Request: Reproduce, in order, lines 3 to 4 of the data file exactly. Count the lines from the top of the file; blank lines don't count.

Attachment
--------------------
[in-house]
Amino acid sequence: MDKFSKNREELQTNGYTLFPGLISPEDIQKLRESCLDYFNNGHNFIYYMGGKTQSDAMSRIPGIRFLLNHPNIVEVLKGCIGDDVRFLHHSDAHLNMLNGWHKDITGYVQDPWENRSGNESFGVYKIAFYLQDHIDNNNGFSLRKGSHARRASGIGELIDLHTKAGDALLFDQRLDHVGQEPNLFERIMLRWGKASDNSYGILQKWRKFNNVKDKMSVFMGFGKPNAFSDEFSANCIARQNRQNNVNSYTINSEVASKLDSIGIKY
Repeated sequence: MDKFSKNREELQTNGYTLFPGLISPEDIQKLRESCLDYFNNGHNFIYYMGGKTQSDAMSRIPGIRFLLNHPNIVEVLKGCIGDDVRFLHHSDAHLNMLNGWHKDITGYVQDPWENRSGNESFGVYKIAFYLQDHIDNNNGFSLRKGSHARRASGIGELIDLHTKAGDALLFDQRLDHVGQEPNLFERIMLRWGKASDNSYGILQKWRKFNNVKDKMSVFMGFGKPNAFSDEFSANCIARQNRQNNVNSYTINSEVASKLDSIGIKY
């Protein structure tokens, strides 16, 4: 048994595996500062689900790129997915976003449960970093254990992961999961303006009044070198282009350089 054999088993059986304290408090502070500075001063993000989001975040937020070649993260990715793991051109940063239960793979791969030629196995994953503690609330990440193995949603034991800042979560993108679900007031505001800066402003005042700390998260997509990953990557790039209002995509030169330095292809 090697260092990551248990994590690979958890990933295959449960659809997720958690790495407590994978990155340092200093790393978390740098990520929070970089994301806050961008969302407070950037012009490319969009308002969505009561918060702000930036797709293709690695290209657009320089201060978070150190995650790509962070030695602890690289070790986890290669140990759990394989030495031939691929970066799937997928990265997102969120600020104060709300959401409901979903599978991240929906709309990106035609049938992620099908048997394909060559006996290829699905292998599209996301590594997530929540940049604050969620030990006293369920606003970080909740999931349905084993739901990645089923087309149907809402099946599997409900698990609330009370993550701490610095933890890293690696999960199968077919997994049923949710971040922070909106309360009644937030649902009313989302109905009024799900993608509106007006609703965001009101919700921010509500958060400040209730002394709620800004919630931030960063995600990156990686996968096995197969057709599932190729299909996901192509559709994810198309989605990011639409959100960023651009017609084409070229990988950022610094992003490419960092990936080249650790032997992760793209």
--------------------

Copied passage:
Repeated sequence: MDKFSKNREELQTNGYTLFPGLISPEDIQKLRESCLDYFNNGHNFIYYMGGKTQSDAMSRIPGIRFLLNHPNIVEVLKGCIGDDVRFLHHSDAHLNMLNGWHKDITGYVQDPWENRSGNESFGVYKIAFYLQDHIDNNNGFSLRKGSHARRASGIGELIDLHTKAGDALLFDQRLDHVGQEPNLFERIMLRWGKASDNSYGILQKWRKFNNVKDKMSVFMGFGKPNAFSDEFSANCIARQNRQNNVNSYTINSEVASKLDSIGIKY
């Protein structure tokens, strides 16, 4: 048994595996500062689900790129997915976003449960970093254990992961999961303006009044070198282009350089 054999088993059986304290408090502070500075001063993000989001975040937020070649993260990715793991051109940063239960793979791969030629196995994953503690609330990440193995949603034991800042979560993108679900007031505001800066402003005042700390998260997509990953990557790039209002995509030169330095292809 090697260092990551248990994590690979958890990933295959449960659809997720958690790495407590994978990155340092200093790393978390740098990520929070970089994301806050961008969302407070950037012009490319969009308002969505009561918060702000930036797709293709690695290209657009320089201060978070150190995650790509962070030695602890690289070790986890290669140990759990394989030495031939691929970066799937997928990265997102969120600020104060709300959401409901979903599978991240929906709309990106035609049938992620099908048997394909060559006996290829699905292998599209996301590594997530929540940049604050969620030990006293369920606003970080909740999931349905084993739901990645089923087309149907809402099946599997409900698990609330009370993550701490610095933890890293690696999960199968077919997994049923949710971040922070909106309360009644937030649902009313989302109905009024799900993608509106007006609703965001009101919700921010509500958060400040209730002394709620800004919630931030960063995600990156990686996968096995197969057709599932190729299909996901192509559709994810198309989605990011639409959100960023651009017609084409070229990988950022610094992003490419960092990936080249650790032997992760793209």